Children’s Accident & Emergency

Yesterday I got the call every mother dreads ‘Miss L’s been hurt in a playground accident, we’re a bit worried about concussion. Can you come and pick her up’.  So I went roaring down to the school in a sick panic to find my girl in the school secretary’s office trying to be brave with her class assistant giving her a cuddle. As soon as I walked in she started shaking and crying and showed me her face which was hiding under an ice pack…..well it was awful. The side of her face was swollen and I could see the bruise starting to develop.  Apparently a younger child had run into her during playtime, and she’d gone straight down onto the concrete playground face first. Miss L said it’d been so quick that she’d not had time to put her hands out to save herself, she was worrying that the little boy who’d run into her was ok – which he was thankfully.

The school suggested I take her to our local minor injuries centre to get her checked out, just in case she was concussed. I was in total agreement, so we saw a Nurse Practitioner who although was happy that she wasn’t concussed (and gave Miss L a cute Teddy Bear for being brave whilst having her bruise poked) was concerned that she’d broken her cheekbone and could I take her to an A&E?

Of course at that moment I went into a blind panic, while trying to appear calm to Miss L.  The nurse gave me the choice of Hinchingbrooke (about to be the first NHS hospital to be taken over by a private company – it’s that bad!) or Addenbrookes. So I plumped for Addenbrookes, apart from the fact it’s a good hospital I had a vague recollection of their being a kids A&E there.  I phoned Paul, he dropped everything and came with us and we drove over to Addenbrookes. One of the pains of living where we do is that you are 40-60 minutes away from any A&E or maternity facilities – nightmare if you’re in a hurry!

Now I spent 7 years in the NHS so I know the ropes, and I have to say while outwardly the main A&E entrance at Addenbrookes looks a bit like entering a refugee camp, it’s run very,very well.  You wash you hands on entry, you’re seen by a Triage nurse instantly, then registered with reception.  The lovely receptionist then sent us down to the Children’s A&E… what an amazing idea.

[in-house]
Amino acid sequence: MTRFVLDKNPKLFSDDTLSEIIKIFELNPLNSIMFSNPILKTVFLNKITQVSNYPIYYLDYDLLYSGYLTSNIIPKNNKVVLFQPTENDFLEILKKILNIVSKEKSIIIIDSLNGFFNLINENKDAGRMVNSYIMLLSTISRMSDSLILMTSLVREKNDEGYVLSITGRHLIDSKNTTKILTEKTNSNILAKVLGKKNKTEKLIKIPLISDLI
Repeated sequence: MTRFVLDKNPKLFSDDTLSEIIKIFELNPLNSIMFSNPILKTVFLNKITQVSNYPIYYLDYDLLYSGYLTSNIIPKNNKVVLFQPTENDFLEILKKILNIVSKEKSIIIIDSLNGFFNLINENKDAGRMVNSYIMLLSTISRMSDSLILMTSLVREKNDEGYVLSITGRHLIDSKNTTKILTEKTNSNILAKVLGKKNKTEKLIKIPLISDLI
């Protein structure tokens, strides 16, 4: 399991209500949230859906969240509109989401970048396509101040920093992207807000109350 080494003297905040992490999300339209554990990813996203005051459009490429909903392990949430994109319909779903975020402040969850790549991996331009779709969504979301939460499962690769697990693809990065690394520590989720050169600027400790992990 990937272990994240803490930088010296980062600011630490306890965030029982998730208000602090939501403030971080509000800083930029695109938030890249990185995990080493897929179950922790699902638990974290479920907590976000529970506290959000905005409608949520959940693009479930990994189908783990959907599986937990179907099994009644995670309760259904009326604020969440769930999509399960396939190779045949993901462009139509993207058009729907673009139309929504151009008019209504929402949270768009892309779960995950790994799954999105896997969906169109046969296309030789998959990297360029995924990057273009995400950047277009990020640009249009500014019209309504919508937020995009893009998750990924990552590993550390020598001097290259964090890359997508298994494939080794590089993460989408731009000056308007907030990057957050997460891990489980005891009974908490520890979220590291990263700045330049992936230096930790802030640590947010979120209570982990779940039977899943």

There were toys to play with, books to read, a giant blackboard wall for them to draw on and CBBC on so they had something to take their minds off feeling ill.  The nurses were incredibily nice – she was assessed within 10 minutes of getting into the unit and nothing was too much trouble. I was told that if Miss L’s condition changed while we were waiting I was to let her know immediately.  We waited a bit to see the Paediatrician, about an hour but it was very busy as there were lots of children there (after school clubs are surprisingly dangerous places it seems!).  But he and his student were excellent, they talked to Miss L and treated her with respect and as a person rather than a ‘thing’ which I’ve seen so many times before in various A&E’s when I’ve been in them.

He said she needed an X-Ray to check the cheek wasn’t broken, and that happened IN THE SAME UNIT within 20 minutes. The Radiologist was kind and gentle in what was a very scary experience for Miss L.  We stood and watched the results instantly on the screen, they were then emailed to the Consultant who checked them. The Paediatrician came back within 20 minutes and she was released with a clean bill of health.

It was the best and fastest experience I’ve ever had in an A&E. The staff were kind, thoughtful and didn’t seem pissed off that they had patients and we were out within 3 hours. Children’s A&E’s are a great idea and something all large Trusts should be investing in. It doesn’t take much to do and makes a big difference to the experience of the ‘customer’.  No one likes sitting in an A&E with a baby or small child crying, it’s stressful for the parent and stressful for other patients.  Also having spent a couple of Saturday evenings in A&E you don’t want to be sitting with a sick child next to the drunk/drugged up walk in’s.   I really think it’s a wonderful idea.

I’d really like to thank everyone we came into contact with yesterday for having been so kind and treating Miss L so well, you made a hard, scary day much easier. Addenbrookes should be proud of you all, you’re running a wonderful service.

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  1. Wow, they turned what was a really scary time, into a much less scary one. I was impressed just reading your experience. I have heard good things about that hospital before. So glad Lily is Ok.

  2. Oh poor lass, I did something very similar when I was a kid so I know how she feels!